PUTTING THE SPOTLIGHT ON BASIC STAMP PROJECTS, HINTS & TIPS
■ BY JON WILLIAMS
About four years ago, Ken Gracey — the crazy cat who runs Parallax — decided
that it would be a good idea to provide a free BASIC language compiler for the
SX microcontroller family. The BASIC Stamp had been around for some time
and there were a lot of power users — myself included — that would benefit
from such a beast. The goals were pretty simple: Make it PBASIC-like (though
not necessarily source compatible), easy to use in the SX-Key IDE, and allow it
to be a useful learning tool for those wanting to explore Assembly language
(the dark side!).
You know what? It all happened. SX/B is quite a lot like
PBASIC which makes the transition from Stamps to
the SX fairly straightforward. It has been integrated right
into the SX-Key IDE so you have a choice between
Assembly and BASIC, and it uses a single-pass, compile-in-place strategy that allows us to see how every line of SX/B
code is translated into Assembly language. And given
Parallax’s great relationship with its customers, SX/B has
steadily grown considerably, becoming a very useful tool
for hobbyists and professionals alike.
Of course, many will rightfully point out that I’m a
little biased as I was working for Ken at the time and am
one of the three amigos responsible for SX/B. That said,
now that I don’t work for Parallax I’m free to use anything
I want. Trust me, I’ve tried a bunch of neat chips and yet
I still go back to the SX and do my coding in SX/B (with
Assembly sprinkled in where it’s useful). You can too.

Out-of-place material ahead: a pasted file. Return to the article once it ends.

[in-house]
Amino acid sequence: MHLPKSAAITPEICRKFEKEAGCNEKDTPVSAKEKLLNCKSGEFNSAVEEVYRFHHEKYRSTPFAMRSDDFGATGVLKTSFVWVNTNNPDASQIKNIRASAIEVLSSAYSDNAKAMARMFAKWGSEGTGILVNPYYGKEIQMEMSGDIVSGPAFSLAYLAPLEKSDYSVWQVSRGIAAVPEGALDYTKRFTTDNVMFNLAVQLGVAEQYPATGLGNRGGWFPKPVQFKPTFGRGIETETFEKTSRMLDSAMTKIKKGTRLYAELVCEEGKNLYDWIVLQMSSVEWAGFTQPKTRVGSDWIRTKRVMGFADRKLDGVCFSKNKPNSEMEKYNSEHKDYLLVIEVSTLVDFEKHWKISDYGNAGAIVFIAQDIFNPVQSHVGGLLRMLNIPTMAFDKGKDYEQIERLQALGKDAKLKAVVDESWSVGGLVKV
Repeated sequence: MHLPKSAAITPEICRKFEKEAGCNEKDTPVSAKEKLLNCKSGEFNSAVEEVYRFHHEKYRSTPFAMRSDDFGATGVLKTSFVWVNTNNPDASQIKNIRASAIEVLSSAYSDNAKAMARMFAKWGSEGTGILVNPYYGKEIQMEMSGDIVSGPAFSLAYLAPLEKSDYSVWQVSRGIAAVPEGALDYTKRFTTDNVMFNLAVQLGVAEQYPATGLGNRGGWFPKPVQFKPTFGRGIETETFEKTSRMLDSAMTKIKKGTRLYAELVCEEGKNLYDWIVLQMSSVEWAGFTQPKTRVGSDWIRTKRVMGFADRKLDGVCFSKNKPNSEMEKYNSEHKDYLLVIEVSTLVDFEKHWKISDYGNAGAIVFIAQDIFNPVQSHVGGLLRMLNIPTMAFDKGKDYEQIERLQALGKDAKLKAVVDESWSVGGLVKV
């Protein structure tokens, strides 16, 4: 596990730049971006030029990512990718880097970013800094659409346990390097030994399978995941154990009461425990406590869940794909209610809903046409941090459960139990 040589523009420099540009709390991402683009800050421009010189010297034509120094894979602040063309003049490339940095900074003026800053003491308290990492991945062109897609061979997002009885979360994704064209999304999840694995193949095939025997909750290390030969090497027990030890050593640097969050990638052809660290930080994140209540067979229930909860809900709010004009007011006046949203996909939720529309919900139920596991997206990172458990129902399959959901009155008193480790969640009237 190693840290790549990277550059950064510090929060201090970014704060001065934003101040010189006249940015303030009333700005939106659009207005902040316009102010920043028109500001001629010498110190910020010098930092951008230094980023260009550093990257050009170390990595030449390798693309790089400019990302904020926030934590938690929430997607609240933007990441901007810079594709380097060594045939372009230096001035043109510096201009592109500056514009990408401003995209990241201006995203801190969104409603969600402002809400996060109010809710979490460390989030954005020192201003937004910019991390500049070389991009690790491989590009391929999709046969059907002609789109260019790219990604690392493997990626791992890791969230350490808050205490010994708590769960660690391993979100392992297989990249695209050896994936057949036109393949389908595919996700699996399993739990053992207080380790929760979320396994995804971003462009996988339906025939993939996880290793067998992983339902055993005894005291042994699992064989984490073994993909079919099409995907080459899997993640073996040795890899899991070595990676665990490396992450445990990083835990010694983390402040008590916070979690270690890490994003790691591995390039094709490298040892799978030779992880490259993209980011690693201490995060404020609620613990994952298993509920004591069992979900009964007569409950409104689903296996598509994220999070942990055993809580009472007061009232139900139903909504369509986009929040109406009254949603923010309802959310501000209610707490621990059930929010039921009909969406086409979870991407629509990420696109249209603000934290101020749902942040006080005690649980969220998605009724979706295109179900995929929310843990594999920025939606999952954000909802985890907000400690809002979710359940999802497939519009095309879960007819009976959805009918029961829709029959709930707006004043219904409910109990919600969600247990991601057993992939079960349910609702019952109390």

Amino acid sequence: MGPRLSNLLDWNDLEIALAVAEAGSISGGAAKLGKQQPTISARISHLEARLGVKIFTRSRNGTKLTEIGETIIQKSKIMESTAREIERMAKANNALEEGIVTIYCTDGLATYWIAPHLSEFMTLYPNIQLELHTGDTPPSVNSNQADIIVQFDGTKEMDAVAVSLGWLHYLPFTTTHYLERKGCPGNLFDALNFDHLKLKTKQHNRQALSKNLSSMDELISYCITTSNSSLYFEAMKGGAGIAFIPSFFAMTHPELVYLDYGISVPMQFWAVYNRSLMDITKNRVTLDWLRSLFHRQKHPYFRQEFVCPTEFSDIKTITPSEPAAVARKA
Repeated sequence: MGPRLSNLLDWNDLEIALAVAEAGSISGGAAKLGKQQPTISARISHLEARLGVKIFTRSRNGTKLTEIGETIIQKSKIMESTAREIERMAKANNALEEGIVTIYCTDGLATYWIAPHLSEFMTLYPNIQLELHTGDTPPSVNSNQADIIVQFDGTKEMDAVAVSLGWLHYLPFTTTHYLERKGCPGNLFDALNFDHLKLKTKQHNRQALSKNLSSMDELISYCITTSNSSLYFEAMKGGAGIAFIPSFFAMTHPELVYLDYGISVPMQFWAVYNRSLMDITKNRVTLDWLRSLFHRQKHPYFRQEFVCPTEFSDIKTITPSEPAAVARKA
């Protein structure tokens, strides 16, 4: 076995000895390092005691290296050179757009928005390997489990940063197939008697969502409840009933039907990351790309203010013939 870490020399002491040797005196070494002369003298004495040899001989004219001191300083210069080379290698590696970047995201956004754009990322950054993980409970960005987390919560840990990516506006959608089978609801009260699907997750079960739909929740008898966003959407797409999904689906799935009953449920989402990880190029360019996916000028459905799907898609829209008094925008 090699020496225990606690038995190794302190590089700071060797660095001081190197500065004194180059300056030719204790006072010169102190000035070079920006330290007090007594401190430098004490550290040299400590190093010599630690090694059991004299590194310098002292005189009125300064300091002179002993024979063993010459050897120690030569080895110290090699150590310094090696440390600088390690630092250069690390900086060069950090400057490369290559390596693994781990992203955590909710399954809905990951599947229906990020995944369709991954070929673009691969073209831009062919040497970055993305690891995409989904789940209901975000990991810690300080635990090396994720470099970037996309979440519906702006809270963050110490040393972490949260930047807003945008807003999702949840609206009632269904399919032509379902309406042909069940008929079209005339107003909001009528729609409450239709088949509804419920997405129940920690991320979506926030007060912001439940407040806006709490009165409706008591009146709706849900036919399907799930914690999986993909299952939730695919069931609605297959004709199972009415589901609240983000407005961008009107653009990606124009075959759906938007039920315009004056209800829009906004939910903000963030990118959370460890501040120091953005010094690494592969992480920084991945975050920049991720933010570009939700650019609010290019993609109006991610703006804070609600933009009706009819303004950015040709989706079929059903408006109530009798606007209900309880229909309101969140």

Listen, for the price of a BASIC compiler for another chip
you can buy yourself an SX-Key, an SX protoboard, and a
very nice meal for yourself and a friend.
The latest incarnation of SX/B is 2.0 and it has a
whole host of nice updates and improvements, but two
really big ones that we’ll explore here: improved variables
use and task management.
The SX — like many chips of similar design — uses a
banked memory architecture which means that the
program has access to global variables (much of this
consumed by I/O and system variables) plus one bank of
16 bytes. In the end, this means that the SX28 — the
device most of us will tend to use — allows SX/B just 19
bytes of general-purpose RAM that we can use without
having to do anything special. There’s nothing more
22 November 2008
surprising to the new SX/B user than to “run out of
variable space” after reading the SX datasheet and
knowing how much RAM exists.
Part of the problem — and I’m partially responsible
for this — is that many of us declare a set of temporary
variables for use in subroutines and functions. These
temporary variables eat into those 19 bytes of general-purpose RAM. In SX/B 2.0, we can define a [memory]
stack that allows subroutines and functions to have local,
temporary variables, i.e., they’re only used during the
execution of the subroutine or function and do not
consume any of the general-purpose RAM space.
To use locals, we need to declare a stack; in the SX28,
that declaration will look like this:
DEVICE SX28, OSCTX2, BOR42
For the SX28, the maximum stack size is 16. For the
SX48, the stack can be as big as you like within the
practical limits of the RAM. In case I wasn’t clear, this
chunk of RAM is used as needed and recovered when a
subroutine or function is terminated.
Something to keep in mind: If a subroutine calls
another and both are using local variables, we need to
ensure that the stack is big enough to handle the
requirements of both. Let’s say that subroutine A uses
three bytes of stack space and subroutine B uses four
bytes of stack space. If subroutine A calls subroutine B,
then we will need a stack of at least seven bytes. If RAM
is tight in your project, you can analyze stack use and set
it as required; if not, use 16 (for the SX28) and you’ll
probably never have to worry about it.
Declaring local variables is just like regular program